Pop-Up NYC Museum Highlights Burden of Single-Use Plastics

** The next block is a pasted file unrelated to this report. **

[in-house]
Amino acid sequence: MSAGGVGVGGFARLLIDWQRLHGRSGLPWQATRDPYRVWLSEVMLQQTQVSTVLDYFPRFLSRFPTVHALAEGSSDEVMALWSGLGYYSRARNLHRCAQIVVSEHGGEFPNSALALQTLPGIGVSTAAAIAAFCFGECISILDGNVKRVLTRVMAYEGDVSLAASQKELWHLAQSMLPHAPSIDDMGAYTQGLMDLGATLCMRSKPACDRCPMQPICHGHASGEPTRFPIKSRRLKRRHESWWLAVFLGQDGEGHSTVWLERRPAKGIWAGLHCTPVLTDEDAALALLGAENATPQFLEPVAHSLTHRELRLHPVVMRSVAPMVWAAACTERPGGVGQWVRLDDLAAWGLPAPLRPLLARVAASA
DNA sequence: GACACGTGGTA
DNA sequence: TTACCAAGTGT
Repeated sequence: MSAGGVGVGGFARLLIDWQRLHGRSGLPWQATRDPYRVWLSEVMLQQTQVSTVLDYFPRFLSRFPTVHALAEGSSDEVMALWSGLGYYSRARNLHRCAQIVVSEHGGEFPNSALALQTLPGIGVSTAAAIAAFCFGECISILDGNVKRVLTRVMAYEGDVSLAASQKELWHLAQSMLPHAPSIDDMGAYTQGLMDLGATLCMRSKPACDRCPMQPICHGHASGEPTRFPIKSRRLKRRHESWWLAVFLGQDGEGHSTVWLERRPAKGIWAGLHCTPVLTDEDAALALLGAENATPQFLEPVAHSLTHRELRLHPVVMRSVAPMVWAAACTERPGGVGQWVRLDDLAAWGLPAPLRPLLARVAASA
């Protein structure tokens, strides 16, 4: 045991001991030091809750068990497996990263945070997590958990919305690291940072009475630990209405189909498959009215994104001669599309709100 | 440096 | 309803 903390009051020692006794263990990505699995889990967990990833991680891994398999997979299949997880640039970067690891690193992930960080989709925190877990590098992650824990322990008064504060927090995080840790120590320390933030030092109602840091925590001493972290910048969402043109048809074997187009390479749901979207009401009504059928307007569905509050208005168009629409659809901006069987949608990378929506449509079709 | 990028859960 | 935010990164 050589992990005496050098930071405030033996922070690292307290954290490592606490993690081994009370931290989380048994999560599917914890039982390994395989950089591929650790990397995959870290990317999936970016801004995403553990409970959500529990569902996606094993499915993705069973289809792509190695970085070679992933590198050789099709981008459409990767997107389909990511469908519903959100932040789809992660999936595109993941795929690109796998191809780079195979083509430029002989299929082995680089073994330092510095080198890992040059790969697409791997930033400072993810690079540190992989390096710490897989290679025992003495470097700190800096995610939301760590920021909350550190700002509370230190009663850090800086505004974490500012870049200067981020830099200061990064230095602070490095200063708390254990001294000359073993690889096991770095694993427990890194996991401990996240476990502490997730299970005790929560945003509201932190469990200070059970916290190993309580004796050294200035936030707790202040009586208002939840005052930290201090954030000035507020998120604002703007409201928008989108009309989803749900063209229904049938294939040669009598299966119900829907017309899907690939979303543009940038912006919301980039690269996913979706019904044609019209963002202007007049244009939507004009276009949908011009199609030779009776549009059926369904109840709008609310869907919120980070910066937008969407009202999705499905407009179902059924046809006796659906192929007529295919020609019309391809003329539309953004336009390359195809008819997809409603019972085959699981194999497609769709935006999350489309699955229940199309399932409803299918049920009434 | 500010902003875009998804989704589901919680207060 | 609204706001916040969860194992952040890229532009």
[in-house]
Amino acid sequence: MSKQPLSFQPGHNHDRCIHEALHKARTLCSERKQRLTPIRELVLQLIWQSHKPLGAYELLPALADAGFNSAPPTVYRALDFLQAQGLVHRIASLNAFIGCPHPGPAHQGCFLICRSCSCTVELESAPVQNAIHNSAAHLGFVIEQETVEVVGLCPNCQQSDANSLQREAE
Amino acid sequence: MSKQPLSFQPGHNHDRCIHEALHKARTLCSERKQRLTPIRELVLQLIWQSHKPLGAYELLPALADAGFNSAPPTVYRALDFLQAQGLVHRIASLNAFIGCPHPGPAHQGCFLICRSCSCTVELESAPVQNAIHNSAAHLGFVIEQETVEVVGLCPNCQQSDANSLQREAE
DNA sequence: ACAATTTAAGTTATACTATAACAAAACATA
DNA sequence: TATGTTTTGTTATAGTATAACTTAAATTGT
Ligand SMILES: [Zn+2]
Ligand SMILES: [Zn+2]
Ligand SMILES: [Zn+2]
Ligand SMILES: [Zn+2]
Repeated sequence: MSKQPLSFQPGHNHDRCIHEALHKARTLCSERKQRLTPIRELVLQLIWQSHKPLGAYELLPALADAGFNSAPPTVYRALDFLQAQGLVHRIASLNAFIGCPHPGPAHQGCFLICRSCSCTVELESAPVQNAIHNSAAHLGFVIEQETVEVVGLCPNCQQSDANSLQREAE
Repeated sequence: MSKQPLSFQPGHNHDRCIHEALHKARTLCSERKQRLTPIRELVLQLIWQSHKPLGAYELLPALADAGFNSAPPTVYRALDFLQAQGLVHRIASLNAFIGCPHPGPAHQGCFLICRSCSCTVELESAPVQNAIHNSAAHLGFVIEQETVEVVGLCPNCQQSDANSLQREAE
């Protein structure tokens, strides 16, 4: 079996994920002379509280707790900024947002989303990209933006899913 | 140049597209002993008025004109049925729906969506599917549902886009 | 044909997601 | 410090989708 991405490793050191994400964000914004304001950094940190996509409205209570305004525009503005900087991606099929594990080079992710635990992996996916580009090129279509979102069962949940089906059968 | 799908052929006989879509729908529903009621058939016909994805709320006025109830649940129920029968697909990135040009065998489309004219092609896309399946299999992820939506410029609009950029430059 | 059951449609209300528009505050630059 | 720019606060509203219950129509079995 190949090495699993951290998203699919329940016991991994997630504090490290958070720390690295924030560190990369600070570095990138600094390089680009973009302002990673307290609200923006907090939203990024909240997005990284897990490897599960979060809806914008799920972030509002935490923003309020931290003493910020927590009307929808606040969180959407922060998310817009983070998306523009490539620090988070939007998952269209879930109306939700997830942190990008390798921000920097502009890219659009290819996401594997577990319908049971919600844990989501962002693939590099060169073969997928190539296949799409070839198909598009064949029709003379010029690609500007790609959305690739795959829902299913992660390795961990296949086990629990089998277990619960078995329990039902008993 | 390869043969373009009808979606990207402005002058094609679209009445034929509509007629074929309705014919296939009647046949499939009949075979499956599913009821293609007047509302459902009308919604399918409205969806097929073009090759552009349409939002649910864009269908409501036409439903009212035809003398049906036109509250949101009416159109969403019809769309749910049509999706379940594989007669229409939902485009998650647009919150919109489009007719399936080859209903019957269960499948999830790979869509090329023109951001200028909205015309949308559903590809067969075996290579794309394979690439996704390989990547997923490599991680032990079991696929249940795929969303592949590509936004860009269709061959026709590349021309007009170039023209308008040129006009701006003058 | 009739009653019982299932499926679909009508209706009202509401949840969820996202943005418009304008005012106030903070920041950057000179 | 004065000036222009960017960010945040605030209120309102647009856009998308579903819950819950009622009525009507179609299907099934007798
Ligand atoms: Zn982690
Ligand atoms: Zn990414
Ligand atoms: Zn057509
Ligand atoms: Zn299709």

first_img Marriott Swaps Tiny Toiletries For More Sustainable OptionsMan Paddles 2,900 Miles Across Pacific to Help Curb Ocean Pollution Stay on target New York City is awash with Instagrammable exhibits, from human sexuality and ice cream to pigmentation and rosé wine.But its newest addition—the pop-up Museum of Plastic—doesn’t just want to inspire dimly lit selfies. It wants to incite change.Part of a new campaign from activist group Lonely Whale and ocean conservancy Point Break Foundation, the interactive gallery highlights the problems with single-use plastics.“We are committed to inspiring people through positivity,” according to Dune Ives, executive director of Lonely Whale, which was founded in 2015 by actor Adrian Grenier and film producer Lucy Sumner.“We want to engage people in the conversation and get them to be curious,” she told AFAR magazine. “We’re hoping this space inspires and gets people engaged while they have a little fun. And then, gosh darn it, do something.”The Museum of Plastic is free and open to the public for only five days—from June 8 to 12—in New York’s Soho neighborhood (473 Broadway).The showcase of “alternative artworks” includes exhibits that “illuminate the realities of” and provide sustainable options for single-use plastic water bottles.“Prepare to learn the history of these plastic pariahs, interact with the cold hard facts, and discover the more sustainable alternatives,” the Museum website said.Pieces are provided by a team of artists and collaborators from content studio Young Hero: Kiersten Stevens (a.k.a. Yes Creative), Sara Schipani, Blue Hamel, Nate Rodriguez-Vera, Braw Haus, Justine Vilgrain, Ana Realmuto, Nate Bruzdzinski, Pawel Pietryka, and Giulia Lineette.“With your help, we can leave plastic in the past, only to be talked about in museums (like ours) and history books,” the Museum of Plastic site said.They’re not the only ones campaigning for the environment.Earlier this year, Jason Momoa—known as Game of Thrones‘ Khal Drogo and DC’s Aquaman—shaved his trademark beard to raise awareness for aluminum recycling.And, researchers at the U.S. Department of Energy’s Lawrence Berkeley National Laboratory have designed a truly recyclable plastic. Poly(diketoenamine), or PDK, can be disassembled at the molecular level, then reconstructed into a different shape, texture, and color.Watch: Your Biodegradable Bag Might Not Degrade as Fast as You’d ThinkMore on Geek.com:Humans Consume More than 70,000 Plastic Particles a YearSquid Protein Could Be an Eco-Friendly Alternative to PlasticsBanning Plastics Could Further Damage Earth, Researchers Saylast_img read more